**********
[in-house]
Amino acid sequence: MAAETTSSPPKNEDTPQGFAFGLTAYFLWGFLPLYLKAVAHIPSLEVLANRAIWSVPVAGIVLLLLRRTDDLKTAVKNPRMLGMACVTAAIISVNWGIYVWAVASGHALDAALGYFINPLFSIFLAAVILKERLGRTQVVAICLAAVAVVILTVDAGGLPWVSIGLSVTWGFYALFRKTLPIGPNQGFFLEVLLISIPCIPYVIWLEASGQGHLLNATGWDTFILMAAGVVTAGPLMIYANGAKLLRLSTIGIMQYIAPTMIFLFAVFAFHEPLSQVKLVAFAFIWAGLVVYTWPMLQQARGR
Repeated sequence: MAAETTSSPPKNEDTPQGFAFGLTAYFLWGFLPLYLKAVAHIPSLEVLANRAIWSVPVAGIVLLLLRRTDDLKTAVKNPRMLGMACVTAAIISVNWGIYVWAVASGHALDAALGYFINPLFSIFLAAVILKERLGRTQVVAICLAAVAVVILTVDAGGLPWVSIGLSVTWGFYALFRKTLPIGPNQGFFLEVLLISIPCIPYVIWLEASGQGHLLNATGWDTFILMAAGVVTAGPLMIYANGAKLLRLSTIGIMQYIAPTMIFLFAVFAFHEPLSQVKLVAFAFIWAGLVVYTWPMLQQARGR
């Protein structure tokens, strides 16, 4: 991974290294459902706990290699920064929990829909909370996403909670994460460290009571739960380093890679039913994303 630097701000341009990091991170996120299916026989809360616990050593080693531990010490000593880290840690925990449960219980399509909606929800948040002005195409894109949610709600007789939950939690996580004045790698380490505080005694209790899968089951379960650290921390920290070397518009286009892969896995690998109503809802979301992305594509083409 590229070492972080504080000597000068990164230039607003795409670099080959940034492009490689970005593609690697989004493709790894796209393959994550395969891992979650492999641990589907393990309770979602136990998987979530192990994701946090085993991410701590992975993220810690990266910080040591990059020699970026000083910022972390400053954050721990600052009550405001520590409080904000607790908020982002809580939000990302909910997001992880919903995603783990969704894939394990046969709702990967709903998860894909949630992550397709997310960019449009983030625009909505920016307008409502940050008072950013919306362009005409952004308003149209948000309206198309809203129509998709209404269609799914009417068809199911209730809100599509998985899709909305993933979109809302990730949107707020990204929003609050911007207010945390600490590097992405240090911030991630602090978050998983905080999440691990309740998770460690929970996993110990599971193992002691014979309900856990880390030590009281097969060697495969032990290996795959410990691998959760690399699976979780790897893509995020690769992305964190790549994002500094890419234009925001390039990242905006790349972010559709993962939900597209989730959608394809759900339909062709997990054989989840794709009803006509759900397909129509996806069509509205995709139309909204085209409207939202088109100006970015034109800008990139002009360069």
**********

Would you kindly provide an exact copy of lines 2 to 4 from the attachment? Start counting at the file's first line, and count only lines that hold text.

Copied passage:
Amino acid sequence: MAAETTSSPPKNEDTPQGFAFGLTAYFLWGFLPLYLKAVAHIPSLEVLANRAIWSVPVAGIVLLLLRRTDDLKTAVKNPRMLGMACVTAAIISVNWGIYVWAVASGHALDAALGYFINPLFSIFLAAVILKERLGRTQVVAICLAAVAVVILTVDAGGLPWVSIGLSVTWGFYALFRKTLPIGPNQGFFLEVLLISIPCIPYVIWLEASGQGHLLNATGWDTFILMAAGVVTAGPLMIYANGAKLLRLSTIGIMQYIAPTMIFLFAVFAFHEPLSQVKLVAFAFIWAGLVVYTWPMLQQARGR
Repeated sequence: MAAETTSSPPKNEDTPQGFAFGLTAYFLWGFLPLYLKAVAHIPSLEVLANRAIWSVPVAGIVLLLLRRTDDLKTAVKNPRMLGMACVTAAIISVNWGIYVWAVASGHALDAALGYFINPLFSIFLAAVILKERLGRTQVVAICLAAVAVVILTVDAGGLPWVSIGLSVTWGFYALFRKTLPIGPNQGFFLEVLLISIPCIPYVIWLEASGQGHLLNATGWDTFILMAAGVVTAGPLMIYANGAKLLRLSTIGIMQYIAPTMIFLFAVFAFHEPLSQVKLVAFAFIWAGLVVYTWPMLQQARGR
């Protein structure tokens, strides 16, 4: 991974290294459902706990290699920064929990829909909370996403909670994460460290009571739960380093890679039913994303 630097701000341009990091991170996120299916026989809360616990050593080693531990010490000593880290840690925990449960219980399509909606929800948040002005195409894109949610709600007789939950939690996580004045790698380490505080005694209790899968089951379960650290921390920290070397518009286009892969896995690998109503809802979301992305594509083409 590229070492972080504080000597000068990164230039607003795409670099080959940034492009490689970005593609690697989004493709790894796209393959994550395969891992979650492999641990589907393990309770979602136990998987979530192990994701946090085993991410701590992975993220810690990266910080040591990059020699970026000083910022972390400053954050721990600052009550405001520590409080904000607790908020982002809580939000990302909910997001992880919903995603783990969704894939394990046969709702990967709903998860894909949630992550397709997310960019449009983030625009909505920016307008409502940050008072950013919306362009005409952004308003149209948000309206198309809203129509998709209404269609799914009417068809199911209730809100599509998985899709909305993933979109809302990730949107707020990204929003609050911007207010945390600490590097992405240090911030991630602090978050998983905080999440691990309740998770460690929970996993110990599971193992002691014979309900856990880390030590009281097969060697495969032990290996795959410990691998959760690399699976979780790897893509995020690769992305964190790549994002500094890419234009925001390039990242905006790349972010559709993962939900597209989730959608394809759900339909062709997990054989989840794709009803006509759900397909129509996806069509509205995709139309909204085209409207939202088109100006970015034109800008990139002009360069």